As a blind person, things are going to be challenging. I am confident that any blind person can learn how to navigate the world around them, even in a developing country where it's not that accessible. It comes back to your network. For example, when I travel alone to a foreign country, I depend a lot on the people. But that willingness to meet people, depend on people, talk to people, gets me so far. Just because I depend on people doesn't mean that I’m not independent. We're all dependent on each other one way or another. Just like they're helping me, I help them change their perspective and their outlook on disability. The more people with disabilities work in foreign policy, the more that we'll move toward changing the narrative.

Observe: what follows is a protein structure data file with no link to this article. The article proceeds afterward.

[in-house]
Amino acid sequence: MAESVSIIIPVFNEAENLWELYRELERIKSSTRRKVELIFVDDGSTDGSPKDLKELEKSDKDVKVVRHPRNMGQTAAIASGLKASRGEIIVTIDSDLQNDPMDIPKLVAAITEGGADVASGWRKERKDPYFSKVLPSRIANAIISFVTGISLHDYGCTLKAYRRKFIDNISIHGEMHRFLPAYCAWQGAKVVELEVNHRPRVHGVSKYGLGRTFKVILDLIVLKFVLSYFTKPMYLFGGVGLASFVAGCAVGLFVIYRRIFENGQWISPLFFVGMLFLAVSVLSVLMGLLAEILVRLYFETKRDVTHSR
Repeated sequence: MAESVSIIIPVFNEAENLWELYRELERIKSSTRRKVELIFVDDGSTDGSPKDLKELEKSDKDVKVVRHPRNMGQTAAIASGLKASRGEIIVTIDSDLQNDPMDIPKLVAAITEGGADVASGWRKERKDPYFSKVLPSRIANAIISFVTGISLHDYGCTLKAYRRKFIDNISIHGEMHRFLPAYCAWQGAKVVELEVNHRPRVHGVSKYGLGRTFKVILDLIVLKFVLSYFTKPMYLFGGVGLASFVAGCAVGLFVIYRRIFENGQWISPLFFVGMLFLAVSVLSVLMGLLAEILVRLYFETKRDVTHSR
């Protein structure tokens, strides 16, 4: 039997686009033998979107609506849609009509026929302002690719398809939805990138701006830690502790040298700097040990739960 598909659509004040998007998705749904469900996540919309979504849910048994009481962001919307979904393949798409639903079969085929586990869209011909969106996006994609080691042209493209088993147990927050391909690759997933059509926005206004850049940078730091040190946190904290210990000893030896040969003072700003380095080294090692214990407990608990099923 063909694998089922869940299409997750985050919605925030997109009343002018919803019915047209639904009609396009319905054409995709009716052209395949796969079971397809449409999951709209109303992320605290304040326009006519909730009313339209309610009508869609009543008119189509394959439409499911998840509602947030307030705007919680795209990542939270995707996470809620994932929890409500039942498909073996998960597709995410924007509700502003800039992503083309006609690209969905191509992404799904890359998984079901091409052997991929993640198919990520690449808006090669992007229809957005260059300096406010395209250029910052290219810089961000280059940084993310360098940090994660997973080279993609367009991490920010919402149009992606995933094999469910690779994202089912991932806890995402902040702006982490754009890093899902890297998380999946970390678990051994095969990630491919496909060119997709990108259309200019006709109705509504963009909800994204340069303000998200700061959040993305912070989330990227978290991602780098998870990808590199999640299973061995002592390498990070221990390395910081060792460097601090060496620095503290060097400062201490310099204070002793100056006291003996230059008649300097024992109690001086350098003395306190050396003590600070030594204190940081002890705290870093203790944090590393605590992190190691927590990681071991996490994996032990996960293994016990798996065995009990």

The second aspect is that if you are a blind person or a person with a disability, you are going to face on a daily, on an hourly basis the charity narrative, the “oh I'm so sorry for you” narrative. That's very common. That can get to you. That comes from ignorance rather than from trying to harm you. They just need to get to know you. It can get exhausting and tiresome but the only way to move forward and to change that is to have more people with disabilities out there interacting, engaging.
You're also a woman of colour and a visible Muslim. How do you think that's affected your career?
I have triple whammy: I'm blind. I'm Muslim, I'm a woman. In certain settings, one or all three can be an issue. On the other hand, it's made me stronger because I've faced stigma on these different identities.